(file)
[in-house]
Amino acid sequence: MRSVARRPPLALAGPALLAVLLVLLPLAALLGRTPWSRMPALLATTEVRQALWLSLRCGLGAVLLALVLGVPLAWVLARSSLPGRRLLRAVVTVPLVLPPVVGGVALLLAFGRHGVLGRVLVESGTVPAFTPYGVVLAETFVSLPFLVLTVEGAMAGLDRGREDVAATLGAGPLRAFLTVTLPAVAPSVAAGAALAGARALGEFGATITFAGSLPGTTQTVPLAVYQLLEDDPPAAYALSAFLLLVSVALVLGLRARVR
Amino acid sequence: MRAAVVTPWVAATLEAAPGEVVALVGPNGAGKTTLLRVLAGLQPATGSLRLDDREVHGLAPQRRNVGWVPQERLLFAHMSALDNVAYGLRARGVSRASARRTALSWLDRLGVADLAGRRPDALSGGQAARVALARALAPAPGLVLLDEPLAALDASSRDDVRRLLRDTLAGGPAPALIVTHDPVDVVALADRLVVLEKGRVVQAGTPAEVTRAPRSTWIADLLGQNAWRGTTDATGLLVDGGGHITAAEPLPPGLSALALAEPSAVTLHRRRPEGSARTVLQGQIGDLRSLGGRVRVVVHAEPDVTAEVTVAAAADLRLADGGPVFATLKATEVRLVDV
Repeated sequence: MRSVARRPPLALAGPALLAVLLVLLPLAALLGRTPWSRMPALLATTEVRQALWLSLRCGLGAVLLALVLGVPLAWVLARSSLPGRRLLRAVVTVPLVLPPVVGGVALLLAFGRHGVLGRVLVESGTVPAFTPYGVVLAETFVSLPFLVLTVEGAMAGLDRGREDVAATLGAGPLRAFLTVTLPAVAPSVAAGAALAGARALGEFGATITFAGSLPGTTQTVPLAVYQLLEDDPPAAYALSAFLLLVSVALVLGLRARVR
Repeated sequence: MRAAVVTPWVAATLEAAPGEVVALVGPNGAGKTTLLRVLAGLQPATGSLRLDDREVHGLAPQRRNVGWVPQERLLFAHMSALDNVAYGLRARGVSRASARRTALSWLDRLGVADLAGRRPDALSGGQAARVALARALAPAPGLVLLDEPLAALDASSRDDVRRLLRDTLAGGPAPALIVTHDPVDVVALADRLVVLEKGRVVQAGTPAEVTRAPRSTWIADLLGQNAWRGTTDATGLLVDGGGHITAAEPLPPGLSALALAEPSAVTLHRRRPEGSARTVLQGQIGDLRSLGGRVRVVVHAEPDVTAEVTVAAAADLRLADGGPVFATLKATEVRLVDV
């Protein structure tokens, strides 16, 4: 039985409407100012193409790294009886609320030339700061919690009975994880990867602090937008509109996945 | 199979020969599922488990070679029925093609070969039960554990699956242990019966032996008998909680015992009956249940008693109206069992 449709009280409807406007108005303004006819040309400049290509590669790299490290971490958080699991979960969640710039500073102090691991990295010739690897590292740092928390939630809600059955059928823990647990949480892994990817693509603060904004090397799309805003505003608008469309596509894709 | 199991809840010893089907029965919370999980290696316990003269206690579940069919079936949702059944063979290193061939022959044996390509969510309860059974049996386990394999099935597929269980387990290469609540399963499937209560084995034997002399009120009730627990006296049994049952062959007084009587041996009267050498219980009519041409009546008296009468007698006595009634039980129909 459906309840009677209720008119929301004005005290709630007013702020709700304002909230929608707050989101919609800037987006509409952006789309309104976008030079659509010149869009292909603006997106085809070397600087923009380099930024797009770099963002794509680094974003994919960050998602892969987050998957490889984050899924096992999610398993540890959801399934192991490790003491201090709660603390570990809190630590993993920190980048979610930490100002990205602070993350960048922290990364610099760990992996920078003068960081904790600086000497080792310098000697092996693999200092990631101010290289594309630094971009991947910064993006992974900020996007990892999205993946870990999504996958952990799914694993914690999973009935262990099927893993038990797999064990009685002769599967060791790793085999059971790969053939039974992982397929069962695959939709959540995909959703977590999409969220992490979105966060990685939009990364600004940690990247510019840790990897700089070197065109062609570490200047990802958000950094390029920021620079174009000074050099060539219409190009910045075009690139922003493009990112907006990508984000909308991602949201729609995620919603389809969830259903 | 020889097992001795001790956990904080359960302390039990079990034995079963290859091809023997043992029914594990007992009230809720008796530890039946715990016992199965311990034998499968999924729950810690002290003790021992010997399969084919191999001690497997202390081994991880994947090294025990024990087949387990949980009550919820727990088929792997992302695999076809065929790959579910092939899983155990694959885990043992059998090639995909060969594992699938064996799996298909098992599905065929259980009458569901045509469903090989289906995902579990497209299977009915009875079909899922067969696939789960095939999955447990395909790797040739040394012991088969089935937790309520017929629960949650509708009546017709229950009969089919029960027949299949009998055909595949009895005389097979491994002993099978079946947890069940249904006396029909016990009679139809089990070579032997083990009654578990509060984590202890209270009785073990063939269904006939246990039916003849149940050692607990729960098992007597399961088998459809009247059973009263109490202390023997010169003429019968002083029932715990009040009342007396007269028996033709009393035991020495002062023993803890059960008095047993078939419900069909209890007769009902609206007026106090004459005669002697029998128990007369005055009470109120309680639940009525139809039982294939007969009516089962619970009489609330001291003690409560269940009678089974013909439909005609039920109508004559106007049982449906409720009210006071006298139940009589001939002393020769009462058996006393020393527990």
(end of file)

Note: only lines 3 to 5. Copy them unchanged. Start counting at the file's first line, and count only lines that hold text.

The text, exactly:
Amino acid sequence: MRAAVVTPWVAATLEAAPGEVVALVGPNGAGKTTLLRVLAGLQPATGSLRLDDREVHGLAPQRRNVGWVPQERLLFAHMSALDNVAYGLRARGVSRASARRTALSWLDRLGVADLAGRRPDALSGGQAARVALARALAPAPGLVLLDEPLAALDASSRDDVRRLLRDTLAGGPAPALIVTHDPVDVVALADRLVVLEKGRVVQAGTPAEVTRAPRSTWIADLLGQNAWRGTTDATGLLVDGGGHITAAEPLPPGLSALALAEPSAVTLHRRRPEGSARTVLQGQIGDLRSLGGRVRVVVHAEPDVTAEVTVAAAADLRLADGGPVFATLKATEVRLVDV
Repeated sequence: MRSVARRPPLALAGPALLAVLLVLLPLAALLGRTPWSRMPALLATTEVRQALWLSLRCGLGAVLLALVLGVPLAWVLARSSLPGRRLLRAVVTVPLVLPPVVGGVALLLAFGRHGVLGRVLVESGTVPAFTPYGVVLAETFVSLPFLVLTVEGAMAGLDRGREDVAATLGAGPLRAFLTVTLPAVAPSVAAGAALAGARALGEFGATITFAGSLPGTTQTVPLAVYQLLEDDPPAAYALSAFLLLVSVALVLGLRARVR
Repeated sequence: MRAAVVTPWVAATLEAAPGEVVALVGPNGAGKTTLLRVLAGLQPATGSLRLDDREVHGLAPQRRNVGWVPQERLLFAHMSALDNVAYGLRARGVSRASARRTALSWLDRLGVADLAGRRPDALSGGQAARVALARALAPAPGLVLLDEPLAALDASSRDDVRRLLRDTLAGGPAPALIVTHDPVDVVALADRLVVLEKGRVVQAGTPAEVTRAPRSTWIADLLGQNAWRGTTDATGLLVDGGGHITAAEPLPPGLSALALAEPSAVTLHRRRPEGSARTVLQGQIGDLRSLGGRVRVVVHAEPDVTAEVTVAAAADLRLADGGPVFATLKATEVRLVDV